Abi 100 Years of Solitude is one of the best books I've ever read. I read it in first year because my room-mate did and she kept reading me bizarre extracts (Remedios the Beauty floating away with the washing, etc). It was my first brush with magical realism, startling and enchanting. I wrote an essay on it last semester (with Rushdie's Midnight's Children and Halldor Laxness' Under the Glacier') entitled 'Magical Realism, History and National Identity' so I've mainly considered it from that sort of angle, and also in terms of a Proustian consideration of time. Because apparently having read A la recherche du temps perdu, everything makes me think of it. Possibly this effect will subside in time.


message 41: by Dan, deadpan man (new)

Dan | 641 comments Mod
Ok, this is ridiculous. I said that I didn't have time to read it and I guess that is still true with Infinite Jest on deck along with the short story thing but now I think I really wanna read it thanks to all these comments.

A whole village with insomnia?! Post-it notes!?!

I don't even have a job right now and there is getting to be too much reading to be done! Arrgh!


message 42: by Brian, just a child's imagination (new)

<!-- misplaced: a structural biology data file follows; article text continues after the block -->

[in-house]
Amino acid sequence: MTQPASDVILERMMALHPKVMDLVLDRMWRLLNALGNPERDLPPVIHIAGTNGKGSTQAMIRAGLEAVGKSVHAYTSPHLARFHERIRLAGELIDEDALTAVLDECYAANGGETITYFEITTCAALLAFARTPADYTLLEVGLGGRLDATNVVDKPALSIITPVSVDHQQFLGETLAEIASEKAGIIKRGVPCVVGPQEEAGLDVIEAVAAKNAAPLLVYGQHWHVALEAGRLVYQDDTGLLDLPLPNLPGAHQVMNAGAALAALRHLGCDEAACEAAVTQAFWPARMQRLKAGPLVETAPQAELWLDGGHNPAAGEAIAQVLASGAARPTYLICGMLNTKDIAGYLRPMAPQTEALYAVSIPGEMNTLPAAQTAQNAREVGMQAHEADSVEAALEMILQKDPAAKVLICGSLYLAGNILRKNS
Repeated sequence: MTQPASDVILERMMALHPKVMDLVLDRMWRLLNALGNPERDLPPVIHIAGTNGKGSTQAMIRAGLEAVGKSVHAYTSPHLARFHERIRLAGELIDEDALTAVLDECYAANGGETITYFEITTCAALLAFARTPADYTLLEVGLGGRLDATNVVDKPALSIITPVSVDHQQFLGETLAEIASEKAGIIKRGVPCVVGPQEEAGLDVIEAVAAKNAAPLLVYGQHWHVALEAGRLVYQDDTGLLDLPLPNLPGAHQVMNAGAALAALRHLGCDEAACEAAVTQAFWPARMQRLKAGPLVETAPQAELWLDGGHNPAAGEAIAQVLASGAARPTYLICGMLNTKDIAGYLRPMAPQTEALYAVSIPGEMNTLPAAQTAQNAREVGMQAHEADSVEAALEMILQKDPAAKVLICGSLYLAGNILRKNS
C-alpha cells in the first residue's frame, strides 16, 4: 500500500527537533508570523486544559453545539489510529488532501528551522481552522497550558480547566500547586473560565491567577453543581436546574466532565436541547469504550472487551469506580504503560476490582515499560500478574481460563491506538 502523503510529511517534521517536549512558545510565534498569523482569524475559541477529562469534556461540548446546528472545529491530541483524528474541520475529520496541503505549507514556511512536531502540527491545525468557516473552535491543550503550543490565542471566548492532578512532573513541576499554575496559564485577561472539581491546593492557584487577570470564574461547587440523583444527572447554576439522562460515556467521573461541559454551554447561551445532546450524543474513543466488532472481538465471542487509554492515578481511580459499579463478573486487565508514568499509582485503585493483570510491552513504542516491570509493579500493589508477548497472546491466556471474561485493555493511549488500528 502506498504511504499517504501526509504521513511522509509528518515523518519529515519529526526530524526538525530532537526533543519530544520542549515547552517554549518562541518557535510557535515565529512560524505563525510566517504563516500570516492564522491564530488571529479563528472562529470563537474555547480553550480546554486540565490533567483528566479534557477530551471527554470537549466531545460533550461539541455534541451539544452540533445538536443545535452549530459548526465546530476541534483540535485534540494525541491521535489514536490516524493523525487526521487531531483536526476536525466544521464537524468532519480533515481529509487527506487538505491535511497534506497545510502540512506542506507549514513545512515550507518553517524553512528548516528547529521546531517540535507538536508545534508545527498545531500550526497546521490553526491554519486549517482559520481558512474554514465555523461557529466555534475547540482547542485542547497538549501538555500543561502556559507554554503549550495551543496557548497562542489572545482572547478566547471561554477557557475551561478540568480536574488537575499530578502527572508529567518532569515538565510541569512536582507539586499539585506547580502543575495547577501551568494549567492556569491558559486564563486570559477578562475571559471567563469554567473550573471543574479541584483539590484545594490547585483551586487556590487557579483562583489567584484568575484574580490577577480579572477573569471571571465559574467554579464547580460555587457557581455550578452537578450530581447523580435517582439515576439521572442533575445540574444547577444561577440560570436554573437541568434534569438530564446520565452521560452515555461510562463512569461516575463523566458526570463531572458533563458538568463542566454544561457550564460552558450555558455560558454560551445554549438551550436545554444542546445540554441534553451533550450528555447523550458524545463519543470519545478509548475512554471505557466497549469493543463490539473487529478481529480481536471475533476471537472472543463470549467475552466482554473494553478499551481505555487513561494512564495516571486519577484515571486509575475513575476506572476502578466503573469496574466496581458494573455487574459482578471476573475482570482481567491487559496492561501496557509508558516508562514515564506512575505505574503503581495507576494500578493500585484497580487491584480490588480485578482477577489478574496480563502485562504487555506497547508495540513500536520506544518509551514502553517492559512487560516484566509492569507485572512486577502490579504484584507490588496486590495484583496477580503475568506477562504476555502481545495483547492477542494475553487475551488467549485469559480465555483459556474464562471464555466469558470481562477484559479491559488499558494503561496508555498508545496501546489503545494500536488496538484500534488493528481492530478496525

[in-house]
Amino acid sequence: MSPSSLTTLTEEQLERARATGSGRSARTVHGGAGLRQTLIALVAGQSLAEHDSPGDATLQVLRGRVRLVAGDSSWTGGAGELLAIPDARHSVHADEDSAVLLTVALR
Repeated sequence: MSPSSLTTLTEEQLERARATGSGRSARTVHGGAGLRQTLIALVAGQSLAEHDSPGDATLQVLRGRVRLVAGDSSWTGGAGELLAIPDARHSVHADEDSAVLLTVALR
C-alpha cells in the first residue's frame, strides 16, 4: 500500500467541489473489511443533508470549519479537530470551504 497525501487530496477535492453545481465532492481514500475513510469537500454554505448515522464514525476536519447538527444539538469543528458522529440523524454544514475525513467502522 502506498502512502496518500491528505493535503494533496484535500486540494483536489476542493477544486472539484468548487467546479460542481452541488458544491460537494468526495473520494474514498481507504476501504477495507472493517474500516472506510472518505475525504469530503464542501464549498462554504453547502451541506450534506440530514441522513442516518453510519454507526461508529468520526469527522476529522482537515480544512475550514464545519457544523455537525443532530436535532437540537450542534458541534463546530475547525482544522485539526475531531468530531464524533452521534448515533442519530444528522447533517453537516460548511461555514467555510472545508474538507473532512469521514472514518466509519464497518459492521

Brian (banoo) | 346 comments Mod
after reading lara's and michael's and abi's input on this 100 years of solitude, i may have to flip-flop on my thinking and yank that book off of my shelf and into my hands pronto!


message 43: by Shel, ad astra per aspera (new)

Shel (shelbybower) | 946 comments Mod
So change yer votes, then I can get a tally and add a group read. And we should agree on when to start, too.


message 44: by Michael, the Olddad (last edited Mar 09, 2009 07:47PM) (new)

Michael (olddad) | 255 comments Mod
'cuse me. I'm just trying to see if I can force One Hundred Years of Solitude into the "books mentioned" column to the right. Carry on...


message 45: by Brian, just a child's imagination (new)

Brian (banoo) | 346 comments Mod
no problem mm... but me thinks this book may end up with its own thread soon thanks to the likes of you.


message 46: by Michael, the Olddad (last edited Mar 09, 2009 07:57PM) (new)

Michael (olddad) | 255 comments Mod
Nevermind me, just playing. Talk amongst yourselves...







message 47: by Michael, the Olddad (last edited Mar 09, 2009 08:05PM) (new)